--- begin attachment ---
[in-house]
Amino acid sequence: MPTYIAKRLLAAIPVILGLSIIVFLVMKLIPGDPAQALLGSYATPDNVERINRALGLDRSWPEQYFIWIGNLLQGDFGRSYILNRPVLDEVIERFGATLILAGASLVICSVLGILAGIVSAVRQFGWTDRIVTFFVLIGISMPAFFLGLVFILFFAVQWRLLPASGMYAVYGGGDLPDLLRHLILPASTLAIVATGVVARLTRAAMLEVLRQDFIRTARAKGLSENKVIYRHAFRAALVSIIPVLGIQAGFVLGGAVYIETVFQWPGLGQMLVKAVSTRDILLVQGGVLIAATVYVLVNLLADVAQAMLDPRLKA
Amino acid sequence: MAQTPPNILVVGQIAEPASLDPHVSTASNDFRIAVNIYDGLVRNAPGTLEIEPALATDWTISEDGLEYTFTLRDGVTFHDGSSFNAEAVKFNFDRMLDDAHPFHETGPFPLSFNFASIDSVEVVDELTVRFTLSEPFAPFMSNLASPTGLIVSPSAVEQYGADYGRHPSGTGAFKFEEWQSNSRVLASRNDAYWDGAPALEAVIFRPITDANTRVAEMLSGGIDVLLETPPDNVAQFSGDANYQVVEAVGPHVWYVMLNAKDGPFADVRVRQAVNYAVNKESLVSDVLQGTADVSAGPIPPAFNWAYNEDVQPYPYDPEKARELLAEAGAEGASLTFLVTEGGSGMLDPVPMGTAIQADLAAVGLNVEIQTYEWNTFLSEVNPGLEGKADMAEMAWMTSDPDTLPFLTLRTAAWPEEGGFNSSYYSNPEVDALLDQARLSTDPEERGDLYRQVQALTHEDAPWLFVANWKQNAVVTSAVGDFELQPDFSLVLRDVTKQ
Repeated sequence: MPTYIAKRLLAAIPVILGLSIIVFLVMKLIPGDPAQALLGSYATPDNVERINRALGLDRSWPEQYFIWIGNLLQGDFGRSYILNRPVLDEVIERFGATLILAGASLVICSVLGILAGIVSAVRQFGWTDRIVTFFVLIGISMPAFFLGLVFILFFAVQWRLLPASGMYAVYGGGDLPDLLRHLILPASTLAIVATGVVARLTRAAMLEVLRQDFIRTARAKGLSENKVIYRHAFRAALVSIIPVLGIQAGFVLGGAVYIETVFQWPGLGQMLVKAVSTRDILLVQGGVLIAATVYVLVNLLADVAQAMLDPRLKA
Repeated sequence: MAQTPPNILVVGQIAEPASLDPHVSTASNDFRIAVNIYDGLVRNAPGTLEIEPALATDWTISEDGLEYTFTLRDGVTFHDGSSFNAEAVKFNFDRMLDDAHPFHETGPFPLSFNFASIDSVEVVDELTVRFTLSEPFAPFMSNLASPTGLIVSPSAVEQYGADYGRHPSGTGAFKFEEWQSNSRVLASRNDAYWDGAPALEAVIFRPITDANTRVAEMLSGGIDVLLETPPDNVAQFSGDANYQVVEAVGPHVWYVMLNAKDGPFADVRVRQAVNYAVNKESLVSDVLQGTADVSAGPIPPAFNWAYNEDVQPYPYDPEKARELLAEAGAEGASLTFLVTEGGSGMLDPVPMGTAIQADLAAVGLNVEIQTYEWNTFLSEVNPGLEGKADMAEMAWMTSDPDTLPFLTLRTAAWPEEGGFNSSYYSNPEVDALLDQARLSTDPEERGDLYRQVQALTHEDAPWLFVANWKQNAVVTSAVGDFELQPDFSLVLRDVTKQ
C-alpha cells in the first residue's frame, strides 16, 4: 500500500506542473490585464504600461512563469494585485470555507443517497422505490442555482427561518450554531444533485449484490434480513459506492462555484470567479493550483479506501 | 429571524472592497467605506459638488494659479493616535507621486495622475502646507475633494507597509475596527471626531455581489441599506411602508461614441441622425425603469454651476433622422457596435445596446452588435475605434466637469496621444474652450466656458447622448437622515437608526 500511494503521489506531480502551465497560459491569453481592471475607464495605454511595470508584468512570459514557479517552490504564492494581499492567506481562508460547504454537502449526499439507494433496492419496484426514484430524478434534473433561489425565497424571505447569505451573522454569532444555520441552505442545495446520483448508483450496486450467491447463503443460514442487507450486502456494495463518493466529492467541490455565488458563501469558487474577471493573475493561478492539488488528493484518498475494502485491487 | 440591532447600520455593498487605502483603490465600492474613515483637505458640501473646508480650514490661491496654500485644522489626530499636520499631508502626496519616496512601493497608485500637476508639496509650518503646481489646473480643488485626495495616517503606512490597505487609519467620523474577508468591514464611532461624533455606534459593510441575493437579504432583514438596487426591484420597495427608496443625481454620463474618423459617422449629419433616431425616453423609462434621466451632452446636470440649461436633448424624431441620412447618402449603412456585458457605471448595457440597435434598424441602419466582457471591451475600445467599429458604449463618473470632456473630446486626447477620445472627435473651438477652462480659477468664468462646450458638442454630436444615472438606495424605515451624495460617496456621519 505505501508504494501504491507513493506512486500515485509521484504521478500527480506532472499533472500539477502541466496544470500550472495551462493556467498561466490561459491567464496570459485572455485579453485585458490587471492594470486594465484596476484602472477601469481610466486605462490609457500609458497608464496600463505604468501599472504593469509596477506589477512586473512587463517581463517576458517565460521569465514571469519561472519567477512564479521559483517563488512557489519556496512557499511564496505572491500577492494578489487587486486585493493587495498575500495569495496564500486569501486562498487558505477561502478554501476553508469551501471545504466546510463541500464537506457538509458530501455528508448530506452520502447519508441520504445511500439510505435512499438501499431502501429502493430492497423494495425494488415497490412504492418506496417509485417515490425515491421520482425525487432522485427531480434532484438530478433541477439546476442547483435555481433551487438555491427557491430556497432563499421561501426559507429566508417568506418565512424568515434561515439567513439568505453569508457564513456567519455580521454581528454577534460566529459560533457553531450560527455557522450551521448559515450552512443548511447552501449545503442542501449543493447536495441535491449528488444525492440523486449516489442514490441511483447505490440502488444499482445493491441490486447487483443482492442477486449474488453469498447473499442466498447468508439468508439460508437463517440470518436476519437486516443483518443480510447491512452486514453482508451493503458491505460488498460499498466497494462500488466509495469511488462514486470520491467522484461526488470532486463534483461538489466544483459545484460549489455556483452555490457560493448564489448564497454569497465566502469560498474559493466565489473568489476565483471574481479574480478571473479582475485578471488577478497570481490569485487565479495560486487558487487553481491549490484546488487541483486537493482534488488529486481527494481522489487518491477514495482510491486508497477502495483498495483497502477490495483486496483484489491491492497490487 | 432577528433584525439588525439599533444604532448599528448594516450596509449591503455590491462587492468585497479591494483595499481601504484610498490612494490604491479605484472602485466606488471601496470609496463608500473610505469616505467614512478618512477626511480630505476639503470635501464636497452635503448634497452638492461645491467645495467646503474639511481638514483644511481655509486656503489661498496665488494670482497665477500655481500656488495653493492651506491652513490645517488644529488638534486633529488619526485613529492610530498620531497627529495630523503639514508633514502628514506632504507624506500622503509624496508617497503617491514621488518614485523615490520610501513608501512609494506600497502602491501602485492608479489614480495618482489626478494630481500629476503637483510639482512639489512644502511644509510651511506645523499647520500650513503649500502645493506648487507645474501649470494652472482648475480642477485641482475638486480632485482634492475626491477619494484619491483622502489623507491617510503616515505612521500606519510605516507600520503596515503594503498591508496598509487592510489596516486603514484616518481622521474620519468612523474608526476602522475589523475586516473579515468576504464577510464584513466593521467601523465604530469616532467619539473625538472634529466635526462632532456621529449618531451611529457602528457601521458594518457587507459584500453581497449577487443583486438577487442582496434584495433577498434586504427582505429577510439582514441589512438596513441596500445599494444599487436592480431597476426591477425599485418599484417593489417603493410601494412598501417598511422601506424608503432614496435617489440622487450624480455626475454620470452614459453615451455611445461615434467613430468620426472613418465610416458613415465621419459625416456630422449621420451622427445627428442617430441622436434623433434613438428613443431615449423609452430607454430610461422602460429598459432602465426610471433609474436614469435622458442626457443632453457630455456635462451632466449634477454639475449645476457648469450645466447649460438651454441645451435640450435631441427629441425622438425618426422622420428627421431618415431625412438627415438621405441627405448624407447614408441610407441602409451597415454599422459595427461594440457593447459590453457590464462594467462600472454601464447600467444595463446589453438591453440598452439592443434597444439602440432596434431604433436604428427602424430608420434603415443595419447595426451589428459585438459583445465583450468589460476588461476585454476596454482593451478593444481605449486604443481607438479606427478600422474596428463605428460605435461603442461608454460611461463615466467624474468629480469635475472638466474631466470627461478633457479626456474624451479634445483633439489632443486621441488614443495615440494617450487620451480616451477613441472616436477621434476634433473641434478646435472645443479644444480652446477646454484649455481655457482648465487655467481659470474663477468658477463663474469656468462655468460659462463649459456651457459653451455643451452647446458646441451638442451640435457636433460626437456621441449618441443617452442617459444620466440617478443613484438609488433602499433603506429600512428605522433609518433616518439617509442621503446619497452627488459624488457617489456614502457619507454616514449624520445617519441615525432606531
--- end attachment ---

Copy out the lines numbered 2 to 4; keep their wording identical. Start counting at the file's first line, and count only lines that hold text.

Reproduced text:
Amino acid sequence: MPTYIAKRLLAAIPVILGLSIIVFLVMKLIPGDPAQALLGSYATPDNVERINRALGLDRSWPEQYFIWIGNLLQGDFGRSYILNRPVLDEVIERFGATLILAGASLVICSVLGILAGIVSAVRQFGWTDRIVTFFVLIGISMPAFFLGLVFILFFAVQWRLLPASGMYAVYGGGDLPDLLRHLILPASTLAIVATGVVARLTRAAMLEVLRQDFIRTARAKGLSENKVIYRHAFRAALVSIIPVLGIQAGFVLGGAVYIETVFQWPGLGQMLVKAVSTRDILLVQGGVLIAATVYVLVNLLADVAQAMLDPRLKA
Amino acid sequence: MAQTPPNILVVGQIAEPASLDPHVSTASNDFRIAVNIYDGLVRNAPGTLEIEPALATDWTISEDGLEYTFTLRDGVTFHDGSSFNAEAVKFNFDRMLDDAHPFHETGPFPLSFNFASIDSVEVVDELTVRFTLSEPFAPFMSNLASPTGLIVSPSAVEQYGADYGRHPSGTGAFKFEEWQSNSRVLASRNDAYWDGAPALEAVIFRPITDANTRVAEMLSGGIDVLLETPPDNVAQFSGDANYQVVEAVGPHVWYVMLNAKDGPFADVRVRQAVNYAVNKESLVSDVLQGTADVSAGPIPPAFNWAYNEDVQPYPYDPEKARELLAEAGAEGASLTFLVTEGGSGMLDPVPMGTAIQADLAAVGLNVEIQTYEWNTFLSEVNPGLEGKADMAEMAWMTSDPDTLPFLTLRTAAWPEEGGFNSSYYSNPEVDALLDQARLSTDPEERGDLYRQVQALTHEDAPWLFVANWKQNAVVTSAVGDFELQPDFSLVLRDVTKQ
Repeated sequence: MPTYIAKRLLAAIPVILGLSIIVFLVMKLIPGDPAQALLGSYATPDNVERINRALGLDRSWPEQYFIWIGNLLQGDFGRSYILNRPVLDEVIERFGATLILAGASLVICSVLGILAGIVSAVRQFGWTDRIVTFFVLIGISMPAFFLGLVFILFFAVQWRLLPASGMYAVYGGGDLPDLLRHLILPASTLAIVATGVVARLTRAAMLEVLRQDFIRTARAKGLSENKVIYRHAFRAALVSIIPVLGIQAGFVLGGAVYIETVFQWPGLGQMLVKAVSTRDILLVQGGVLIAATVYVLVNLLADVAQAMLDPRLKA